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Get to Know Portland Arts & Lectures Author Ibram X. Kendi

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Click on the above PDF program of Dr. Ibram X. Kendi’s February 18, 2021 Portland Arts & Lectures appearance.


On February 18, Literary Arts will host Dr. Ibram X. Kendi as a part of our 2020-21 season of Portland Arts & Lectures. Kendi is the author of Stamped from the Begining: The Definitive History of Racist Ideas in America, which won the National Book Award for Nonfiction.

He is also the author of the #1 New York Times bestsellers How to Be an Antiracist and Stamped: Racism, Antiracism, and You, a young adult remix of Stamped from the Beginning, co-authored with Jason Reynolds, as well as the #1 Indie bestseller Antiracist Baby, available as a board book and picture book for caretakers and little ones, and The Black Campus Movement, which won the W.E.B. Du Bois Book Prize.

Most recently, alongside the award-winning historian Dr. Keisha N. Blain, Kendi edited the newly released Four Hundred Souls, a choral history of African America covering four hundred years in the voices of ninety writers. 

In How to Be an Antiracist, Kendi explores racism through the lens of personal experience. In this recorded interview with Jenn White for NPR’s Reset, Kendi talks about why he chose to share some of his most private moments with the world.

“I knew that the heartbeat of anti-racism itself is confession, and so I wanted to model that in sharing my own personal story.”


Dr. Kendi made the TIME100 list of Most Influential People of 2020. Read more in this interview.

Which authors have helped shape him as a person? What books are on his personal reading list? And how does he use his own writing to navigate truth?

Kendi answers these questions and more in this interview with PEN America.

“Navigating truth is my writing. As a scholar, I am not striving to be objective. I am striving to share the truth, even when the truth challenges me and my ideas.”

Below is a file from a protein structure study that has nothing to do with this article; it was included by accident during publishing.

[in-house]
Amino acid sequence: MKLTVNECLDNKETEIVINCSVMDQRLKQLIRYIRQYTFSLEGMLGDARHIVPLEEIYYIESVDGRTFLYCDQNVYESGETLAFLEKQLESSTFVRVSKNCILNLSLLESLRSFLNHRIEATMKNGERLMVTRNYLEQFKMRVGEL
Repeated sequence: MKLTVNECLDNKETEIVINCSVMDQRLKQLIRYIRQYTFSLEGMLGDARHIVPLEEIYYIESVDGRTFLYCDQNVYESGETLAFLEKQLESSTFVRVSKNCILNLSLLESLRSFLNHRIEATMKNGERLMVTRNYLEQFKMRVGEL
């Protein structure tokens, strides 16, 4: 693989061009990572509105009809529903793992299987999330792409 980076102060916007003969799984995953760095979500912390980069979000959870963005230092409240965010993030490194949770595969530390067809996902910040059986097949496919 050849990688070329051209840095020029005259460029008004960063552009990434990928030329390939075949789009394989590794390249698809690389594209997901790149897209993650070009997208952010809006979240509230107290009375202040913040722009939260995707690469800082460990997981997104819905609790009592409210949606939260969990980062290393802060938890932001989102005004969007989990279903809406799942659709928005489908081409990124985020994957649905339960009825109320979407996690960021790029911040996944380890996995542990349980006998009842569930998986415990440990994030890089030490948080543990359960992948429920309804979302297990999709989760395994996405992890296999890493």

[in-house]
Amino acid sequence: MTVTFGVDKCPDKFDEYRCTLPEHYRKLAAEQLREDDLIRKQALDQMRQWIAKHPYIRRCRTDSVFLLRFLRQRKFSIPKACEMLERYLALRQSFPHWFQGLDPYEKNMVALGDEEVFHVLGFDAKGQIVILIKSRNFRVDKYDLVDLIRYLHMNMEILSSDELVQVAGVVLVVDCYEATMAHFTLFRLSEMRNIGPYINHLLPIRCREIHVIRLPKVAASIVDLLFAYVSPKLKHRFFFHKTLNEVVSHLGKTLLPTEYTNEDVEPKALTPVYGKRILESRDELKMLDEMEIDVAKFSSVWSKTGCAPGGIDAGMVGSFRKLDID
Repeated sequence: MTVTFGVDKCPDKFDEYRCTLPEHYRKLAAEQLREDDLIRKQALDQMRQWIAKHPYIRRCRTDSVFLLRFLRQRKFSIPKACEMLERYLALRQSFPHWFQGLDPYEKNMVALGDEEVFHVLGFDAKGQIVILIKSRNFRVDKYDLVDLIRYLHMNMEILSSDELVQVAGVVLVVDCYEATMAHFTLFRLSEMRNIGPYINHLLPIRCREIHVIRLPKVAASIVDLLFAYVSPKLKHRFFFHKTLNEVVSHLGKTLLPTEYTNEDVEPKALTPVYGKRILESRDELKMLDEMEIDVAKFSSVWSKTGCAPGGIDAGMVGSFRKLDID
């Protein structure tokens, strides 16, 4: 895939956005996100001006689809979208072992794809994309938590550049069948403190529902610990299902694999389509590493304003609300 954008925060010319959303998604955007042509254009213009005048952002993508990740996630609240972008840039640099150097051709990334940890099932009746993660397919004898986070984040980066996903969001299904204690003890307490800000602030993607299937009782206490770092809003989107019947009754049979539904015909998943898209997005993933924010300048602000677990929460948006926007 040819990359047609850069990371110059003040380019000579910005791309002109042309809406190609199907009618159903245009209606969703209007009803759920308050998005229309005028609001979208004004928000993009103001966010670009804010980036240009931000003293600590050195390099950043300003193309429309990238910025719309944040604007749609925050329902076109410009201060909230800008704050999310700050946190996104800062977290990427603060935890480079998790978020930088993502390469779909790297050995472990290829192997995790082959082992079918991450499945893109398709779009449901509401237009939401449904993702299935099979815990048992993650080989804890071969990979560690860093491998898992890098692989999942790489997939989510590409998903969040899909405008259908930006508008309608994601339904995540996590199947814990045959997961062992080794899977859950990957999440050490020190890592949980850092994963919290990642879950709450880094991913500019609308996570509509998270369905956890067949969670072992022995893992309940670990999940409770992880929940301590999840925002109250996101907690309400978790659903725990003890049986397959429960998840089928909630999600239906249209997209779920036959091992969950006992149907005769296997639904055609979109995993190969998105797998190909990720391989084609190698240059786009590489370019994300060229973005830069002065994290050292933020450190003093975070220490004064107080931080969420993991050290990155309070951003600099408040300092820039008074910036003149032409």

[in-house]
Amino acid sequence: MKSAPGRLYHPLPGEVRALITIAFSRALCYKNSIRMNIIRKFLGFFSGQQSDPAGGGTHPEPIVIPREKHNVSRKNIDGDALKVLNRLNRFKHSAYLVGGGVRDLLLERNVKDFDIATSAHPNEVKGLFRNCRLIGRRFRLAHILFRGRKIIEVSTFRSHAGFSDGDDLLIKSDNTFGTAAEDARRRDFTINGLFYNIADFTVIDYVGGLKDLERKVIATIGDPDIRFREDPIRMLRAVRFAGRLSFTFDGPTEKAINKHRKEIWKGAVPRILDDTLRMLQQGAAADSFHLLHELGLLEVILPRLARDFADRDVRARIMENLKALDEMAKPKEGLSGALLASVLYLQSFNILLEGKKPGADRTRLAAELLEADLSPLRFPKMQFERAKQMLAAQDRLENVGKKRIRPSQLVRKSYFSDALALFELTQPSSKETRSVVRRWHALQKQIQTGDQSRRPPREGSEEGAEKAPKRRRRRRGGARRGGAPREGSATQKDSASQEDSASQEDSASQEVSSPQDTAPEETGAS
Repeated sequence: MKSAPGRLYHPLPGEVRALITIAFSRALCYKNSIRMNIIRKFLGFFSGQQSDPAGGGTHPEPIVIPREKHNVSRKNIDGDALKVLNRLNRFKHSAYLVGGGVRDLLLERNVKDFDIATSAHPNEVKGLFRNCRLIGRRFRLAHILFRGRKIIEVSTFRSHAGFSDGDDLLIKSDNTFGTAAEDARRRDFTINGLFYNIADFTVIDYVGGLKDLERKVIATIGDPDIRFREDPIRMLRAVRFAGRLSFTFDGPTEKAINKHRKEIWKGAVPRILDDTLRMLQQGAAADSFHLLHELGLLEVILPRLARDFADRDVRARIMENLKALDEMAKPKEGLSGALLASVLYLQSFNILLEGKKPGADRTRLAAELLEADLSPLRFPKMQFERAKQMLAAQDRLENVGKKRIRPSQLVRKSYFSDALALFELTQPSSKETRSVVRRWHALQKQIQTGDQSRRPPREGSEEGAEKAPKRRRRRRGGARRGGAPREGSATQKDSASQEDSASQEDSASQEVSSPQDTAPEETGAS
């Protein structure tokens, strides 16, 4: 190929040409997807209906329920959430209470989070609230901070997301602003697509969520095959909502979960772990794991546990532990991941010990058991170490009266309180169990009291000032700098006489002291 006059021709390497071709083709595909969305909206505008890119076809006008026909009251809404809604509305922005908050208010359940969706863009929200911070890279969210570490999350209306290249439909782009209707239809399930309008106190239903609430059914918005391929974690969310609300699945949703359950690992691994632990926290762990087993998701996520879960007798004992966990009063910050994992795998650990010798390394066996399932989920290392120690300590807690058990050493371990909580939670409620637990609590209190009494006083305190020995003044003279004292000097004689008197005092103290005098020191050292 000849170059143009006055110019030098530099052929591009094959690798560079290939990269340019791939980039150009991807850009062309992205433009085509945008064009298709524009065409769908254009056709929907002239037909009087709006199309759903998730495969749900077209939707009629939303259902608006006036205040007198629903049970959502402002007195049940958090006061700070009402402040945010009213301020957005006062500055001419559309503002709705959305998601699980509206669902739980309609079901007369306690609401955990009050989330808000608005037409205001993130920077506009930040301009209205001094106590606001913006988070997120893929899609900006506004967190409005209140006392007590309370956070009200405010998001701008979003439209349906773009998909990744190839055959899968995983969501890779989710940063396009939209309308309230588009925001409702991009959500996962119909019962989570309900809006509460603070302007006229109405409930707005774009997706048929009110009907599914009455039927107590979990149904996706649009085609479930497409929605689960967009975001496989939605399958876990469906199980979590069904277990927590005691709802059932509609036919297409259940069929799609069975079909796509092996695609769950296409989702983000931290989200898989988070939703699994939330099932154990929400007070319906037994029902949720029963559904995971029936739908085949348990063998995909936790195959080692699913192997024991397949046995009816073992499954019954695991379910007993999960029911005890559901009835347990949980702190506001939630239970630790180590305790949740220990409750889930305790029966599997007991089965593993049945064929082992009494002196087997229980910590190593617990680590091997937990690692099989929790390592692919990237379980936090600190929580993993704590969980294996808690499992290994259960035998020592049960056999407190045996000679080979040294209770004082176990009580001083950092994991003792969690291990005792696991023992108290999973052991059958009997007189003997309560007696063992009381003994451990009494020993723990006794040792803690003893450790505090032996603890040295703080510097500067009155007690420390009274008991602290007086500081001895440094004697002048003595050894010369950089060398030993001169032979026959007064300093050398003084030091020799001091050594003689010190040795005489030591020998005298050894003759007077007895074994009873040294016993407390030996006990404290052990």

In this article published in Time Magazine, Kendi asserts that we are currently experiencing a Black Renaissance in America.

Read how he sees contemporary Black creatives uplift each other and stir Black people to be themselves “Totally. Unapologetically. Freely.”

“We are creating our immensity. No creator should have to tone down their individuality in the chorus of Blackness. We are telling America to tone down its anti-Black racism; and its sexism, homophobia, transphobia, ableism, classism and nativism; and all the ways those isms intersect; and all their violence.”


Dr. Kendi’s latest book–Four Hundred Souls: A Community History of African America, 1619-2019, co-edited with Keisha N. Blain–brings together a “choir” of writers to tell the history of African America.

Read about the inspiration for this ambitious project and the process of bringing it to life in this interview with Boston.com.

“What Black people have been able to achieve in this country, despite what they have faced, really speaks to just the soul of humanity.”



One either allows racial inequities to persevere, as a racist, or confronts racial inequities, as an antiracist. There is no in-between safe space of ‘not racist.’ The claim of ‘not racist’ neutrality is a mask for racism.”

From How to Be an Antiracist

For an extra dose of fun and style: Check out this Essence Magazine feature detailing Dr. Kendi’s romantic, Jamaican beach wedding to his wife, Sadiqa, in 2013.

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